Over one third of business leaders are split on Right to Request Remote Working Bill 2022.

remote worker at home

The latest quarterly IoD Director Sentiment Monitor survey for Q1 2022 finds that more than one-third (35%) of business leaders do not believe the Draft Scheme of the Right to Request Remote Working Bill 2022 balances the rights and requirements of both employees and employers. However, 28% of business leaders believe the Draft Scheme balances the rights and requirements of employees and employers.

Of those who are unhappy with the proposed new legislation, 93% think the Government should “go back to the drawing board” with the bill and do a fuller and more detailed consultation with the relevant parties.

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The findings of the survey which are contained in the latest quarterly ‘Director Sentiment Monitor’ from the Institute of Directors in Ireland which is due to be published later this month. The survey was completed by 314 directors and business leaders.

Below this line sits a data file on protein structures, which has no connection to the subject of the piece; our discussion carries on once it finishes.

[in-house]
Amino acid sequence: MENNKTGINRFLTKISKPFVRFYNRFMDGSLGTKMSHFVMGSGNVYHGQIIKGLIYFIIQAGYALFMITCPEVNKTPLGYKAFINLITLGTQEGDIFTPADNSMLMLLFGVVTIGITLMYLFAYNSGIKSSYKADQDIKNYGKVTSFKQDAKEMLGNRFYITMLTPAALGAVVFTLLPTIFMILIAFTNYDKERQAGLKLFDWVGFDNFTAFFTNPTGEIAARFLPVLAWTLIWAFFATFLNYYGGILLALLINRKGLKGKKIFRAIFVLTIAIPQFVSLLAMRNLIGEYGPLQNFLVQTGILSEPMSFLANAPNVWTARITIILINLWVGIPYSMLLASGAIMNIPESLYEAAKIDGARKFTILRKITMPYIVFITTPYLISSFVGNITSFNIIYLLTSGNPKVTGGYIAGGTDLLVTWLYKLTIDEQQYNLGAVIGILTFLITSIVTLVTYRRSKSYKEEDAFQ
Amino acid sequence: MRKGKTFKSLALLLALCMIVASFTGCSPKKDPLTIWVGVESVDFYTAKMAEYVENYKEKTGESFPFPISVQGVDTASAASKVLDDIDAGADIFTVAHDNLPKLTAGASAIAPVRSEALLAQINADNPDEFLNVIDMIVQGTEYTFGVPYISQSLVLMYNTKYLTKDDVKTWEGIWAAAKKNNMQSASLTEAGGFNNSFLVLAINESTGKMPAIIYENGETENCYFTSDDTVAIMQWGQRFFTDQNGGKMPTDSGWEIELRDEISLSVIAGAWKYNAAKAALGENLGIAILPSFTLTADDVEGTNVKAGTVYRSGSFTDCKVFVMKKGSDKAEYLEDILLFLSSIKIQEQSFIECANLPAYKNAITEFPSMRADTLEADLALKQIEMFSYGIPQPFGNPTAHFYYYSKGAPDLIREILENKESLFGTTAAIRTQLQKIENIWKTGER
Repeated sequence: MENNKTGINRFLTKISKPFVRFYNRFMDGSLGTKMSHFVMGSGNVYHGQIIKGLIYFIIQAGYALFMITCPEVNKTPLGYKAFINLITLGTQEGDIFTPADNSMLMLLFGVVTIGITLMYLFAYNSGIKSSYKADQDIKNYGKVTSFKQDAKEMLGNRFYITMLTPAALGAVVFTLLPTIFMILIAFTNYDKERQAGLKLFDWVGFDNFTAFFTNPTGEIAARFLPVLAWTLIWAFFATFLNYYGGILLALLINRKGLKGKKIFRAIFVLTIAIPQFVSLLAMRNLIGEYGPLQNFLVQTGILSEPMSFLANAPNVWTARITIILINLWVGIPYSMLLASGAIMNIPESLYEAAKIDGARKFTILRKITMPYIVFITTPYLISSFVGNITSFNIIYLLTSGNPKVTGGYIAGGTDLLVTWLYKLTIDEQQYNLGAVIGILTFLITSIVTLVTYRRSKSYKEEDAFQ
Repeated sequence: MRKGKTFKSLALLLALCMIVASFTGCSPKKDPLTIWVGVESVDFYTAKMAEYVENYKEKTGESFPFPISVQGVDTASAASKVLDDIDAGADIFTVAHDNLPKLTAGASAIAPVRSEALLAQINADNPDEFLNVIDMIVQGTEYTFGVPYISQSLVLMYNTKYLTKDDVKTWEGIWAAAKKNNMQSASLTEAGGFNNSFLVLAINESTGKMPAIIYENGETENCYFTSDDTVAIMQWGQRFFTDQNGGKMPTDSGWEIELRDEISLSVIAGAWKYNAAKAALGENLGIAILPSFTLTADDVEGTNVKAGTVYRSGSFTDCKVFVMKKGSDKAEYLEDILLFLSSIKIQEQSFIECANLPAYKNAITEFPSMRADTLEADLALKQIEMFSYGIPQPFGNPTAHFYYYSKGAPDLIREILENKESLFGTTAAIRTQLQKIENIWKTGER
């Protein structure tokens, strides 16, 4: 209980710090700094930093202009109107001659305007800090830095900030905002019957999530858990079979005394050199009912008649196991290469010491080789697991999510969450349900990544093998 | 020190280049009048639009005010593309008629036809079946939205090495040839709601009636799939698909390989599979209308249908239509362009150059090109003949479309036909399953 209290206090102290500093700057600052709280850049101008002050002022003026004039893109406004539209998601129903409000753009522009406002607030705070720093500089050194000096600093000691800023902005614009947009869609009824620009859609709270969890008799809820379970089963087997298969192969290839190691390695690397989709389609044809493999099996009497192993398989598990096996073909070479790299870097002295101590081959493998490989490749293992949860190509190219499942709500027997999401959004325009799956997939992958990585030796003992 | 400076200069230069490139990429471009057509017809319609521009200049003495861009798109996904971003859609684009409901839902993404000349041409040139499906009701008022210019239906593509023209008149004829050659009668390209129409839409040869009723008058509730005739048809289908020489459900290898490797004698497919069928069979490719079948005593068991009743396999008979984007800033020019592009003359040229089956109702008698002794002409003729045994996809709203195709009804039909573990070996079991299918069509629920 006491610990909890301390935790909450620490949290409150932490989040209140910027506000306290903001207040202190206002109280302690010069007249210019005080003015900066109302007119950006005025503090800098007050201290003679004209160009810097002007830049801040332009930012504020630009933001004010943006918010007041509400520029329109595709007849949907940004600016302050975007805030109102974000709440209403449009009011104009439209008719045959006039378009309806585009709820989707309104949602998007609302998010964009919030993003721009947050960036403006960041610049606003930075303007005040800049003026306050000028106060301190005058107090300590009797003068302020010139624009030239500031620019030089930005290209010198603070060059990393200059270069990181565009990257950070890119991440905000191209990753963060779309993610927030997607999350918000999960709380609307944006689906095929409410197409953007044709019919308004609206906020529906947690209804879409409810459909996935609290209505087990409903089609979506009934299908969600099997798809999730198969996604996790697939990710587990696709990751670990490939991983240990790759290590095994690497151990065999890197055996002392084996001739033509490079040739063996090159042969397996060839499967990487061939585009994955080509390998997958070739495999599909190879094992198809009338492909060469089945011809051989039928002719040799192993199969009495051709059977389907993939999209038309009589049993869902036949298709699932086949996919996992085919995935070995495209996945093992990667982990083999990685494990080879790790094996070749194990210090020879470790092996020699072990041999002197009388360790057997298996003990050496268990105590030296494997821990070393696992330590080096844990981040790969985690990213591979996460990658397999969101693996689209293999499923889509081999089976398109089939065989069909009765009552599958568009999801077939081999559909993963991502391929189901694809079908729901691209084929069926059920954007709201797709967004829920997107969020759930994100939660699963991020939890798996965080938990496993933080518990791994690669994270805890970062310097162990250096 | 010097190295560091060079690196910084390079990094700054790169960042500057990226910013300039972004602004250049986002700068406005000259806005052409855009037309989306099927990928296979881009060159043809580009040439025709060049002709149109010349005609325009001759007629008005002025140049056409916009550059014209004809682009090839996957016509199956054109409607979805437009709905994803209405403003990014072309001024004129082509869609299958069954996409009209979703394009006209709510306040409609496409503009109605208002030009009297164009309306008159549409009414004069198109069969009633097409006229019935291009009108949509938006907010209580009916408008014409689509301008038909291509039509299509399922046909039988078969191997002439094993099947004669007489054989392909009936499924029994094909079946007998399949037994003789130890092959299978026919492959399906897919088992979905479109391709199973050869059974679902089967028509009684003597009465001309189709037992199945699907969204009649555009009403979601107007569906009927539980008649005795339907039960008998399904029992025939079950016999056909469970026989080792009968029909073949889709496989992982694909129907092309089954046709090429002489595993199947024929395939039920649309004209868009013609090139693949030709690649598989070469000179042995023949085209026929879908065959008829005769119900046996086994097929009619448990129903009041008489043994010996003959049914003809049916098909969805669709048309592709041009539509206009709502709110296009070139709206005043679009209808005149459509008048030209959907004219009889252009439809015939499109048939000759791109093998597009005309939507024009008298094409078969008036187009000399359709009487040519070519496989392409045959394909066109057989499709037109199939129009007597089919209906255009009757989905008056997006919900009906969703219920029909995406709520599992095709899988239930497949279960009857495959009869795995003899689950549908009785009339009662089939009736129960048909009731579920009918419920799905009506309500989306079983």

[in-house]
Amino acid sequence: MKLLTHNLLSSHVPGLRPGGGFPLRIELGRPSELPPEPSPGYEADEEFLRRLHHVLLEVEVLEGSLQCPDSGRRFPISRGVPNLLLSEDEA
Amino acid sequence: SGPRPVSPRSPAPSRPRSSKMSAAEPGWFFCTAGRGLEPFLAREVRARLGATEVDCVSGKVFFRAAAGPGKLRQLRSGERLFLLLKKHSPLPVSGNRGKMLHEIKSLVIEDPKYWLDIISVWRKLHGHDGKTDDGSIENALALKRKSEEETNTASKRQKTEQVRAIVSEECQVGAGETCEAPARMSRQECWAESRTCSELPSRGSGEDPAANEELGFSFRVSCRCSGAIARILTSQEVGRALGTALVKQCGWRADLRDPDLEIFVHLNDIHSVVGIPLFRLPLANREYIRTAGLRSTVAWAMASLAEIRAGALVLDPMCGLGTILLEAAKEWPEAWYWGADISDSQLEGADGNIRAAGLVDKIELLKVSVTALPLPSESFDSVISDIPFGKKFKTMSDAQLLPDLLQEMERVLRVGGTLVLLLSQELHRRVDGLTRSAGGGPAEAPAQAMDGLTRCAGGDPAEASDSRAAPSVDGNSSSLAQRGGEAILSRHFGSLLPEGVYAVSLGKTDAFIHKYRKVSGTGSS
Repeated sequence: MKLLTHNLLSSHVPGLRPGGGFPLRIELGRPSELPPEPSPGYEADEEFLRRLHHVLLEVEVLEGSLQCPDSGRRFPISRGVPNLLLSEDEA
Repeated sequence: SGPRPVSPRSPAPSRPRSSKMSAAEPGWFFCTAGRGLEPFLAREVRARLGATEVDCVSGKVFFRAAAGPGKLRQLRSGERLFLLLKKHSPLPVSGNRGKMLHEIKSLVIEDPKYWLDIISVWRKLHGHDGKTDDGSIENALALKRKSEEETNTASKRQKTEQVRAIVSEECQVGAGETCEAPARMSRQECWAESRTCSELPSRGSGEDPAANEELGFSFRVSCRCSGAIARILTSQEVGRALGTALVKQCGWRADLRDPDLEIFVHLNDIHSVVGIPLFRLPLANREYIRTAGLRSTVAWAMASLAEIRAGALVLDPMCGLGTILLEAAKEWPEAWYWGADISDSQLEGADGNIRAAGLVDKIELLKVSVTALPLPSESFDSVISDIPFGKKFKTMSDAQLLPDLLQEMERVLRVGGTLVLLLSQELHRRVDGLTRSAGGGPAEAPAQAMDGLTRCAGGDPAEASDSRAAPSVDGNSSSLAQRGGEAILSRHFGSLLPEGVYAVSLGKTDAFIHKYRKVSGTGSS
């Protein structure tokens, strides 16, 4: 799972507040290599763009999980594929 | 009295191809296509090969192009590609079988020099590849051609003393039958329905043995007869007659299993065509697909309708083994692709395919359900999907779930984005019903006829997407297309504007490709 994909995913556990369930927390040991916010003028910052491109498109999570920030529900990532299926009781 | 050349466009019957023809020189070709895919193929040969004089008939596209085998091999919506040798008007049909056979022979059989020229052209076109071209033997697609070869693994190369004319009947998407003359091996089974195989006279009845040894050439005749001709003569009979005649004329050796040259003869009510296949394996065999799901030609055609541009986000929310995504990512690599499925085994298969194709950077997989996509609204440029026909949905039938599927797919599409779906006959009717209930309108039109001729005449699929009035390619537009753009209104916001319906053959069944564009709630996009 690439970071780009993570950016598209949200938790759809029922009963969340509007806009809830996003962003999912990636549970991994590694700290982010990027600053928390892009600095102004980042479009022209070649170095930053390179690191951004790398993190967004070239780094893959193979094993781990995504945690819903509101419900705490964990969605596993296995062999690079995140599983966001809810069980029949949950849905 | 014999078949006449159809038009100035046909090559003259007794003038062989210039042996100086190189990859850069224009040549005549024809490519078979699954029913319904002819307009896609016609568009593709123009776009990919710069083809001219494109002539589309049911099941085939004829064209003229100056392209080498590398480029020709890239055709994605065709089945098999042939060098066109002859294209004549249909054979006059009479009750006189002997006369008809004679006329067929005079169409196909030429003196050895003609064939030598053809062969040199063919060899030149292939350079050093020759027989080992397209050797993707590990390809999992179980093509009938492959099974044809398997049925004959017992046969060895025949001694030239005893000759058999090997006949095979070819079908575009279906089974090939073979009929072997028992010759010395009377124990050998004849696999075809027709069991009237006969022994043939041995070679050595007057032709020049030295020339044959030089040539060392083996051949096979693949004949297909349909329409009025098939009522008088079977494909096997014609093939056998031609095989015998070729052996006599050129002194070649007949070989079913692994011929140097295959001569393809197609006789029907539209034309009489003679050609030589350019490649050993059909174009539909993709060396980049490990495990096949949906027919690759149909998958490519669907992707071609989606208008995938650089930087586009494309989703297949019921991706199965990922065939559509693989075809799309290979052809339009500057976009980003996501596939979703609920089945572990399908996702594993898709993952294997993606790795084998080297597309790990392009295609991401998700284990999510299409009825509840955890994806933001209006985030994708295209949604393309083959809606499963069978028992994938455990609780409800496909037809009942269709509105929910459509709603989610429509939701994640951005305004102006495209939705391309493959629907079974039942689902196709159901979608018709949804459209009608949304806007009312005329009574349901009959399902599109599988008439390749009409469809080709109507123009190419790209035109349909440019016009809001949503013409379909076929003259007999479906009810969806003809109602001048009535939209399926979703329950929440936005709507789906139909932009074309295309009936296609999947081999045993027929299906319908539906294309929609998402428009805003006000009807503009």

The survey also shows that almost half of business leaders have a personal belief that hybrid working has been a success but when it comes to their organisation forming a position on it, 36% say it is too soon to do so.

Commenting on the findings, Maura Quinn, Chief Executive, the Institute of Directors (IoD) in Ireland, said:

“While some form of hybrid working has been adopted by many organisations since the arrival of the COVID-19 pandemic, it is clear that it is too soon to tell how successful the model will be. However, the fact that almost half (48%) of business leaders note it has been a success is significant. It would seem, too, that business leaders are split on whether the Draft Scheme of the Right to Request Remote Working Bill 2022 will satisfy both employees and employers. The finding that 37% of business leaders say they ‘don’t know enough’ about the Right to Request Remote Working Bill 2022 indicates that we have some way to go on this issue.
“We live in uncertain and changing times, across a number of fronts, and it will surely take some time for some of the issues around remote and hybrid working – including the proposed legislation in this area – to be resolved. It is crucial at this stage for business leaders to ensure transparency and engagement with their staff, to ensure that whichever model is implemented benefits the needs of the employer and the employee.”